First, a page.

The killing, attacks, mutilation, trafficking, and exclusion of persons with albinism violates their right to life, dignity, security, freedom from discrimination, to mention a few, as enshrined in the constitutions of most countries and in most international Human Rights Instruments.
The attacks on persons with albinism seem to be on the rise due to the high demand for the body parts of persons with albinism which appears to be sustained by the high prices that some are willing to pay to obtain them. In its resolution 23/13, the Human Rights Council expressed concern about the impunity associated with attacks against persons with albinism; access by persons with albinism to justice, remedies and redress are extremely limited in that persons with albinism face significant difficulties in having their cases brought to justice for the following reasons: The fear of further attacks, reprisals or further stigmatization; difficulties in finding witnesses owing to the seclusion they face within their community and frequently, the involvement of family and community members in the hostilities; the ignorance of legal rights; poverty; the inadequate capacity of the judicial system to address such cases; the lack of legal aid and adequate legal representation; and the lack of knowledge of or confidence in the law enforcement agencies and the judiciary.
In all, nonrecognition and constant infraction of the rights of persons with albinism makes it pertinent to call for a specific international protocol to classify persons with albinism as persons with disability and be accommodated within the disability framework in Africa and globally.
| Inclusive Education|| |
Ploate states further that it is estimated that there is a considerable large number of disabled people in the world, 50 million of whom are children, 80% of whom live in low-income countries with little or no access to services. Some 62 million children of primary school age have a disability, and 186 million children with disabilities have not completed primary school education. Furthermore, fewer than 2% of children with disabilities in developing countries are in school. This raises important questions regarding quality education and inclusion in Africa.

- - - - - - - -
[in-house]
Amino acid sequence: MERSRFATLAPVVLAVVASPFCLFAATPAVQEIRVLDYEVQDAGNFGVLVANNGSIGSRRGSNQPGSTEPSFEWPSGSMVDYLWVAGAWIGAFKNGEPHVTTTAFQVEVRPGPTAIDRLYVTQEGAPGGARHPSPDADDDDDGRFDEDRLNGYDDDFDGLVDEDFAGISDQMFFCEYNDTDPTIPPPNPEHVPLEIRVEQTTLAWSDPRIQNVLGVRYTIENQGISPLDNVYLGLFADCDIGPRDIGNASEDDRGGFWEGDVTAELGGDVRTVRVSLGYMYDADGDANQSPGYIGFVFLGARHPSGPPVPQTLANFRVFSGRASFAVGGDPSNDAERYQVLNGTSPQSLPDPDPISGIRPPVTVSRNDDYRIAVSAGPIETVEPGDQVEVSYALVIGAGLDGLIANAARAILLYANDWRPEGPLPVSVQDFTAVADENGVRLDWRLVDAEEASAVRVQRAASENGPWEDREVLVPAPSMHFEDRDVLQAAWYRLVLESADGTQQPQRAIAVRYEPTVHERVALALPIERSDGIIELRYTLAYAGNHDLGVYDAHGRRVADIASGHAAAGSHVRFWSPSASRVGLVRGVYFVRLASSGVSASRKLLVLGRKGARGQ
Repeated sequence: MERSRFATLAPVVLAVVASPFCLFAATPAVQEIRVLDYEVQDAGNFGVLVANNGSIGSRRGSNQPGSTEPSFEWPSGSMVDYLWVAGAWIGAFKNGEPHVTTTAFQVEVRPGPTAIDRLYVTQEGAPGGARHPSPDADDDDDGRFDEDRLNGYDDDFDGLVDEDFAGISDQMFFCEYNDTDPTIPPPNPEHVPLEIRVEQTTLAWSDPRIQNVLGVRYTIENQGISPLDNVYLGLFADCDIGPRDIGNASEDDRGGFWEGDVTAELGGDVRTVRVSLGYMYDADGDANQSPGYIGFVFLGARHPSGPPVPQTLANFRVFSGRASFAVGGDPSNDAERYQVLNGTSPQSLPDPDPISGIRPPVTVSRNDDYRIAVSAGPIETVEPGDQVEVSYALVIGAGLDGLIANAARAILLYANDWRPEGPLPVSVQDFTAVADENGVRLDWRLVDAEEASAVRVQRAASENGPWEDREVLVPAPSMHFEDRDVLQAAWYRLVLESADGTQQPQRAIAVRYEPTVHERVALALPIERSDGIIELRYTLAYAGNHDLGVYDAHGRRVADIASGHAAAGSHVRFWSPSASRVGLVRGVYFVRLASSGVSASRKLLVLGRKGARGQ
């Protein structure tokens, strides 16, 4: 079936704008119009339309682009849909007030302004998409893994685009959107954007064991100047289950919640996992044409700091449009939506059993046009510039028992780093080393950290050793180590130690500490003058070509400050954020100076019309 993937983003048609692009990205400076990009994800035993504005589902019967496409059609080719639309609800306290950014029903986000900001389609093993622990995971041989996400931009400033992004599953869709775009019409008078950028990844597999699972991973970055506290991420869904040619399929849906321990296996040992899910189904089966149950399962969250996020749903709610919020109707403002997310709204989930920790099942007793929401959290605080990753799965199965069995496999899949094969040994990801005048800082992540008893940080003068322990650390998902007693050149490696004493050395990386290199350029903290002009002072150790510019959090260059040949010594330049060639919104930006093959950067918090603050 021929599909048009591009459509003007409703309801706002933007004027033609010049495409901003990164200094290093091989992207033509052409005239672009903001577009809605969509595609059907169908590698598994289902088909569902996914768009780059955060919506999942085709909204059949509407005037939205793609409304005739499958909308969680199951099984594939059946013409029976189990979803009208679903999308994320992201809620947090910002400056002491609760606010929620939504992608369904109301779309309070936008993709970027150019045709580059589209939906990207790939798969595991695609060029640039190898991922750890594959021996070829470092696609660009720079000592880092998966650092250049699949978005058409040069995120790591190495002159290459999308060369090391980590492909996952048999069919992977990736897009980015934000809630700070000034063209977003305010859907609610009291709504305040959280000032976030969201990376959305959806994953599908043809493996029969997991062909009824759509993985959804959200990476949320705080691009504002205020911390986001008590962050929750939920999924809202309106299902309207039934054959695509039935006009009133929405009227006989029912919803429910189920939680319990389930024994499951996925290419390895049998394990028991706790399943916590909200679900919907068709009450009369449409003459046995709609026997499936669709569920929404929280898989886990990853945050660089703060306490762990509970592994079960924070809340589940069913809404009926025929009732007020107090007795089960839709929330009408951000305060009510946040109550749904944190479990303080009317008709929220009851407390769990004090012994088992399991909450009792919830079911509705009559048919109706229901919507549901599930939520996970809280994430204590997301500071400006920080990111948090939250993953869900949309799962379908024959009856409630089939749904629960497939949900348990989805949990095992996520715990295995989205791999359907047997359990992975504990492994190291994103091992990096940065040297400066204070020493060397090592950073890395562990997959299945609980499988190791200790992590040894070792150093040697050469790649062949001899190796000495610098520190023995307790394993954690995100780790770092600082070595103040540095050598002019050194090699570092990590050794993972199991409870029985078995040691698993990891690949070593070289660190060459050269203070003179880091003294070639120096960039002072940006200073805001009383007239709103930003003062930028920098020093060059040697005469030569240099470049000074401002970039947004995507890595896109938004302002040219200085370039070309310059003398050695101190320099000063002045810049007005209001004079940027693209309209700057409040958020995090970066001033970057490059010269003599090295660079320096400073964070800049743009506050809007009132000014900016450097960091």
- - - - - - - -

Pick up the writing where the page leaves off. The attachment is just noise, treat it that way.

The landmark decision in Brown v. Board of Education identified the preferential nature of racial separation in schools, and it was noted that the success of a child might be compromised with the denial of the opportunity for education. The result was that many nations adopted the special needs education system, and 50 years later, the educational division of many children with disabilities in special schools remains a normal occurrence. Thus, we are faced with the consequences of special schools, which include a short-term consequence of the child with a disability being hidden in remote cattle posts and the long-term effect of the child being denied the opportunity of formal education such that disability deteriorates to inability.
The past 30 years have witnessed international debates, particularly in developing countries, on inclusive education. That is the education of students with disabilities and nondisabled students in the same school and class. Inclusive education is based on a value system that recognizes and celebrates diversity arising from gender, nationality, race, the language of origin, social background, level of education, achievement, or disability. Thus, it has been argued further by Lomofsky that inclusion in this sense goes beyond just mainstreaming but extends to a moral issue of human rights and values as embodied in the Salamanca Statement, which sees inclusion as a part of the creation of an inclusive society.
Thus, inclusion in this context connotes the extraction of the material, ideological, political, and economic barriers that legitimate and reproduce inequality and discrimination in the lives of disabled people. As such, Byrne posists that there is a need to identify barriers within the school's environment, teaching and learning strategies, and attitudes that prevent the full participation of children with disabilities will also be required.
Supporters of inclusive education have argued that inclusive education is the most effective means of making war against biased attitudes, creating welcoming communities, building an all-inclusive society, and achieving uniform educational chances for all.
Thus, with the advocacy for inclusive education, children with disabilities gain satisfaction from learning in a conventional classroom, while their peers without challenges gain from being exposed to children with various characteristics, skills, and personality.
Proponents against inclusive schools such as Fakolade have argued that these learning institutions will not adequately meet the needs of the disabled. They base their position on the fact that disabled children stand to benefit more from specialized schools rather than in inclusive schools.
At the 59th session of the National Council on Education in Nigeria, one of the key areas which the Minister for Education harped on was the Albinism Education Policy. The Minister said that Nigeria had a large population of prevalence rates in the world. Children in this category are the most vulnerable of all, with ignorance on the part of some parents preventing them from going to school. The Minister further stated that the Federal Ministry of Education identified the need to integrate children with albinism into the school system, and the National Policy on Albinism and Execution Direction was approved.
| Basic Education of Children With Albinism|| |